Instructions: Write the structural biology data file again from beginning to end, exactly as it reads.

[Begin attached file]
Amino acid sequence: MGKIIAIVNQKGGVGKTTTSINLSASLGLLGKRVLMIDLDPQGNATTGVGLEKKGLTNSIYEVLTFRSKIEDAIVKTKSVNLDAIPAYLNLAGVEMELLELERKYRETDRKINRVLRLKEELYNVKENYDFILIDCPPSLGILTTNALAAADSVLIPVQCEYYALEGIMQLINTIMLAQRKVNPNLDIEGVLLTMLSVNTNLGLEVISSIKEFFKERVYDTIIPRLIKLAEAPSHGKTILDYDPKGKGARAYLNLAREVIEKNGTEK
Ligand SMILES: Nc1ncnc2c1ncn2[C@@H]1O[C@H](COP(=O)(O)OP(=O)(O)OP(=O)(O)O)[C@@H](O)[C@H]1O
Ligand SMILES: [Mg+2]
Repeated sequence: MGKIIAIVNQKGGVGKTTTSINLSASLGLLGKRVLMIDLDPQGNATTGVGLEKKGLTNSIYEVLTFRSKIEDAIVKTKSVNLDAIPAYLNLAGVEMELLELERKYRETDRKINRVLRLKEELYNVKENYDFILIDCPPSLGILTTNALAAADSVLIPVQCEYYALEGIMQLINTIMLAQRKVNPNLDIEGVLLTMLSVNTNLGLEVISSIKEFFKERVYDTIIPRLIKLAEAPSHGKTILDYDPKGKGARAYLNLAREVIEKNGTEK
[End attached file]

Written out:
Amino acid sequence: MGKIIAIVNQKGGVGKTTTSINLSASLGLLGKRVLMIDLDPQGNATTGVGLEKKGLTNSIYEVLTFRSKIEDAIVKTKSVNLDAIPAYLNLAGVEMELLELERKYRETDRKINRVLRLKEELYNVKENYDFILIDCPPSLGILTTNALAAADSVLIPVQCEYYALEGIMQLINTIMLAQRKVNPNLDIEGVLLTMLSVNTNLGLEVISSIKEFFKERVYDTIIPRLIKLAEAPSHGKTILDYDPKGKGARAYLNLAREVIEKNGTEK
Ligand SMILES: Nc1ncnc2c1ncn2[C@@H]1O[C@H](COP(=O)(O)OP(=O)(O)OP(=O)(O)O)[C@@H](O)[C@H]1O
Ligand SMILES: [Mg+2]
Repeated sequence: MGKIIAIVNQKGGVGKTTTSINLSASLGLLGKRVLMIDLDPQGNATTGVGLEKKGLTNSIYEVLTFRSKIEDAIVKTKSVNLDAIPAYLNLAGVEMELLELERKYRETDRKINRVLRLKEELYNVKENYDFILIDCPPSLGILTTNALAAADSVLIPVQCEYYALEGIMQLINTIMLAQRKVNPNLDIEGVLLTMLSVNTNLGLEVISSIKEFFKERVYDTIIPRLIKLAEAPSHGKTILDYDPKGKGARAYLNLAREVIEKNGTEK